Emily Kinney's character in "The Walking Dead" has been, well, almost zombie-like thus far in season two, with few scenes and lines.
But all that changes Sunday in an episode appropriately titled "Nebraska." The critically acclaimed AMC drama returns from its winter hiatus at 8 p.m. on Time Warner Channels 50, 277 and 1277.
Kinney, a Wayne native and 2006 Nebraska Wesleyan University graduate, plays Beth Greene, one of the family members of Herschel Greene, whose farm has become a sanctuary of sorts for a group of people attempting to survive in a world overrun by zombies.
"This episode we start hearing from my character more," Kinney said in a phone interview to discuss this and her other projects, including her work on her alma mater's production of "Spring Awakening," which opens Thursday night. "I wind up with some bigger episodes later on in the season.
"It's kind of coincidence, with the name (of the episode) being ‘Nebraska,' and I'm from Nebraska and I have new stuff for my character."
Kinney hasn't minded lurking in the background for much of this season. She said she came in nervous, and the early episodes gave her a chance to get her bearings.
"Every show is different," said Kinney, whose resume includes a recurring role on Showtime's "The Big C" and guest spots on such shows as "The Good Wife" (CBS) and "Law & Order: Criminal Intent" (USA).
"There are so many ways to approach a role," she added. "The great thing (with ‘Walking Dead') was being able to observe and learn. I became a lot better actor because of it. I not only spent a lot of time on the set working, but also getting to observe some of best people working."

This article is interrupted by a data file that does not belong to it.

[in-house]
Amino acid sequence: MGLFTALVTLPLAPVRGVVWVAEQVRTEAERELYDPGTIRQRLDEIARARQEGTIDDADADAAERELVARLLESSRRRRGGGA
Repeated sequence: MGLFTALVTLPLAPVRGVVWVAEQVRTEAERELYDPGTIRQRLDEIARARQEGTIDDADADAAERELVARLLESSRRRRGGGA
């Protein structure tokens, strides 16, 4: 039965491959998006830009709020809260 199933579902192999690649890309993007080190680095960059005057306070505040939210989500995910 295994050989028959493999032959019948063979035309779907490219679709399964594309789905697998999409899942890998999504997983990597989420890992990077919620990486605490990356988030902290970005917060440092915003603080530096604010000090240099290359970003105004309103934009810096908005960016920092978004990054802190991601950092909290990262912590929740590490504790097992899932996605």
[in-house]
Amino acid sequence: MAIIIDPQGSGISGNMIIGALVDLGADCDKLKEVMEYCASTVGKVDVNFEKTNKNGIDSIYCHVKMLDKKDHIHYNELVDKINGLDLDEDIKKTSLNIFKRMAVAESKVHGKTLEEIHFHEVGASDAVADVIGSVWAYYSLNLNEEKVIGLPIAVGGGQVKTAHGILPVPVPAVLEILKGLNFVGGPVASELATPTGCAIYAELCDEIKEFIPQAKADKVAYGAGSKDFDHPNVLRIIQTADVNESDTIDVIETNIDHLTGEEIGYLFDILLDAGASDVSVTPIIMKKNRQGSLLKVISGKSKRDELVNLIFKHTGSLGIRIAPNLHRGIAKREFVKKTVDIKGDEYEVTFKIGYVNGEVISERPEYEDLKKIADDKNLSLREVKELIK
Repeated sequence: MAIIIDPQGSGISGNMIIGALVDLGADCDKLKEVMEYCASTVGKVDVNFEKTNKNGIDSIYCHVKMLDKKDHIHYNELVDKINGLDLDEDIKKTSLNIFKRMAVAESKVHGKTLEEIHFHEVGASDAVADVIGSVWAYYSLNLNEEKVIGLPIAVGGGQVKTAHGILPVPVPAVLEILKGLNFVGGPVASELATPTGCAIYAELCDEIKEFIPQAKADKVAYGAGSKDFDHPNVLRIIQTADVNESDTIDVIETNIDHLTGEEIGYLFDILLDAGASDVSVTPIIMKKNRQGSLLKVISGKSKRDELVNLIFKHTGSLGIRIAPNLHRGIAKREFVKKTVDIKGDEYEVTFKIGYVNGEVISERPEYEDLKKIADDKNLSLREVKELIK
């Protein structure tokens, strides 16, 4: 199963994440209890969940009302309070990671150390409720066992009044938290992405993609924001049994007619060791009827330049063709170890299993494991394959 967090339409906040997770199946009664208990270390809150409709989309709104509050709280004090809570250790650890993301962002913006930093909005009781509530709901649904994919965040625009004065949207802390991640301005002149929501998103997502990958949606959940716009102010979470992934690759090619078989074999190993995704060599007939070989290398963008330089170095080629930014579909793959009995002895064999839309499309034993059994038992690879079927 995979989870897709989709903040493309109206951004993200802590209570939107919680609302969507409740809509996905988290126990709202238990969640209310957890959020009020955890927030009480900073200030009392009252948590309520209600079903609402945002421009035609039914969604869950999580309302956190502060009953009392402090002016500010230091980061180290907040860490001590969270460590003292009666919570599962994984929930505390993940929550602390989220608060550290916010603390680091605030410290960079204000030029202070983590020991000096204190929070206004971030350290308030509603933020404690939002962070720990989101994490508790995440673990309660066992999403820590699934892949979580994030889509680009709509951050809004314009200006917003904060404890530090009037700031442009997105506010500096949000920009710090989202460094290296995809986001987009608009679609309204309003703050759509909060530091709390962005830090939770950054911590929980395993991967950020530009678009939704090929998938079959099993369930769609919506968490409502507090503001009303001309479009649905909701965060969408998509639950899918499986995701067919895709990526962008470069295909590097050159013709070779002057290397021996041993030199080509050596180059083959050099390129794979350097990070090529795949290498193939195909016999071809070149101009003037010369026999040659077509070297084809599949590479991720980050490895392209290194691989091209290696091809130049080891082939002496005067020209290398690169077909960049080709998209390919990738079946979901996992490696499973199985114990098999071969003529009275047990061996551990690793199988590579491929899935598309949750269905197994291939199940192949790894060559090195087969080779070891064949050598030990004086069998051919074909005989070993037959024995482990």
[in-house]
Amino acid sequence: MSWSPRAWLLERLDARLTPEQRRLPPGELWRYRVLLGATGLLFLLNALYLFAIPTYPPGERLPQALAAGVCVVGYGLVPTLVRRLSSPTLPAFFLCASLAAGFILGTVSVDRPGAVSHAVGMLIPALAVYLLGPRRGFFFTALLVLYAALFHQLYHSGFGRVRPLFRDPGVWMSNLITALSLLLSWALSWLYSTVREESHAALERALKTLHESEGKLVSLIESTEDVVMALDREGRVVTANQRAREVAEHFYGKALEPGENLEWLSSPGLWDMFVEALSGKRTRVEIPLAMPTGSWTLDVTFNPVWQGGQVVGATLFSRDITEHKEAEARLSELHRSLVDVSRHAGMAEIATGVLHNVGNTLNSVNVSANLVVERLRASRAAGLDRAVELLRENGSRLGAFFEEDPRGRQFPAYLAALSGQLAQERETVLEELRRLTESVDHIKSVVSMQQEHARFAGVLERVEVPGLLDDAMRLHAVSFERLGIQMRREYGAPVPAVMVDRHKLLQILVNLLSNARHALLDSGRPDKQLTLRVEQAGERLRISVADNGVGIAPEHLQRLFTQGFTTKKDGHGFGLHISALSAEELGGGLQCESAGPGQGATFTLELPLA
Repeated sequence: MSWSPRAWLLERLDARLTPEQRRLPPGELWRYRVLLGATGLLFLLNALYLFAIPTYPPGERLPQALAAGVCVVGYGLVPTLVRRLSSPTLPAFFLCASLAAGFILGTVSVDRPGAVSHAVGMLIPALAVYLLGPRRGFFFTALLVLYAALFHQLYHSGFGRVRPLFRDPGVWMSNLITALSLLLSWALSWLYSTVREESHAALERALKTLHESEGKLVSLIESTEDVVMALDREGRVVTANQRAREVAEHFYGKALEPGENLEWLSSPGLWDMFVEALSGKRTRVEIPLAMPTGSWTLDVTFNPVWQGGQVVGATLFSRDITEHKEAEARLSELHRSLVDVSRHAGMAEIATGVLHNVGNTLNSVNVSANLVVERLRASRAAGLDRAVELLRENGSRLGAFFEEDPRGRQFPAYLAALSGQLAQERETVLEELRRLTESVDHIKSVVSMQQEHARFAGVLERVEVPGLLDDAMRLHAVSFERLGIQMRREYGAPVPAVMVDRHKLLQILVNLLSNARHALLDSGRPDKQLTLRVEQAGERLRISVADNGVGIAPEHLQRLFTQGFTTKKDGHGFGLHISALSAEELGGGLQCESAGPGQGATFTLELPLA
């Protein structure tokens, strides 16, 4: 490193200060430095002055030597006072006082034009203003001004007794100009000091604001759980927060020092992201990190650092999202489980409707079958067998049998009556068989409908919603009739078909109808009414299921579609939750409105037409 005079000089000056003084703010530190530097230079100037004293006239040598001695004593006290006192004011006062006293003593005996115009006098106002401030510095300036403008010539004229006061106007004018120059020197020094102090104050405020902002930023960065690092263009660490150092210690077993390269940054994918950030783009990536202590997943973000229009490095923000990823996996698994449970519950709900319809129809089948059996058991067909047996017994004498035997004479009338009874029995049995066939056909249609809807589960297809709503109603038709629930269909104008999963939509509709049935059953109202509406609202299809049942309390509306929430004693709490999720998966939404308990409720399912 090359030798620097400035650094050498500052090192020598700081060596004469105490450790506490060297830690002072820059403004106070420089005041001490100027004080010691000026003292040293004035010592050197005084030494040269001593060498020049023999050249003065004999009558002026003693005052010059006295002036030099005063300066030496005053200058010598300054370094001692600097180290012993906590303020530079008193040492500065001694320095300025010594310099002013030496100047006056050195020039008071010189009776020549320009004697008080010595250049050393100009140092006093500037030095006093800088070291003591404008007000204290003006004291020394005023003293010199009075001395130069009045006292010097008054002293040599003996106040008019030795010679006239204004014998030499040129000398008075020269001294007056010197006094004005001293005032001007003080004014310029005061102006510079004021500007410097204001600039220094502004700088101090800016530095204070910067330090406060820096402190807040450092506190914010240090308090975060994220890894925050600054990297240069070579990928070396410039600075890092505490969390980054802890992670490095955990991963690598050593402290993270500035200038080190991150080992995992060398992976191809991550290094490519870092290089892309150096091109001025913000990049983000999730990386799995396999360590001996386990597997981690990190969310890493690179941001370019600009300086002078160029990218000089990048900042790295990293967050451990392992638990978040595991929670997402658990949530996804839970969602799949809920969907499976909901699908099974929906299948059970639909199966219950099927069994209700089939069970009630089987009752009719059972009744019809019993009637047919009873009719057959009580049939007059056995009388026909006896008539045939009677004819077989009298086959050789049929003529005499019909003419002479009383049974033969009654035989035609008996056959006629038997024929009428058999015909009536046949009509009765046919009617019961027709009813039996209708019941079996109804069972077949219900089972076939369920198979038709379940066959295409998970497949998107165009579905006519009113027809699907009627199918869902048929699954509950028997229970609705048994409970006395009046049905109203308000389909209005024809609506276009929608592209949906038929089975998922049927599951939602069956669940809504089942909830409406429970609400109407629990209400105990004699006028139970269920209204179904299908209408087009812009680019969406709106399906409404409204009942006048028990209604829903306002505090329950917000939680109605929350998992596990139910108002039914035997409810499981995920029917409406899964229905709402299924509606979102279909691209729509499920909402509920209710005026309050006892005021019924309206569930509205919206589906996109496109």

Last week, Kinney filmed NBC's "Law & Order: SVU," playing a kidnapped teen mother.
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"It's pretty scary," she said. "Throughout the episode, I'm trying to escape, running through woods. I love that stuff."
The "SVU" role came on the heels of her return to Nebraska. She spent 10 days in January choreographing "Spring Awakening," accepting an invitation from NWU theater chairman Jack Parkhurst to do so. Kinney performed in the Broadway version of "Spring Awakening," joining the cast in July 2008 and remaining with it until the show closed in January 2009.
"Spring Awakening" is the modern adaptation of the 1891 play that was banned in Germany for its frank exploration of sexuality, rebellion and death. It won eight Tony Awards, including best musical and one for Bill T. Jones' choreography, which Kinney taught to the Wesleyan students.
"It was cool for them to experience and will be cool for the people in Lincoln to see," Kinney said.
Shortly after "Spring Awakening" ended, Kinney landed a role in the national touring company of "August: Osage County," the 2008 Pulitzer Prize-winning play about the dysfunctional family of a once-famous poet.
While touring, she discovered another passion: songwriting.
"I had a lot of time to myself because many of the cast members were older than me," she said. "I always wrote poetry. It led me to start writing songs."
"Acting is so much about waiting ... waiting for an audition, waiting for the right part to come along," she said. "It's nice to write your own thing, write about what you're feeling and then go out and perform them. It's a nice thing to have and not get bored."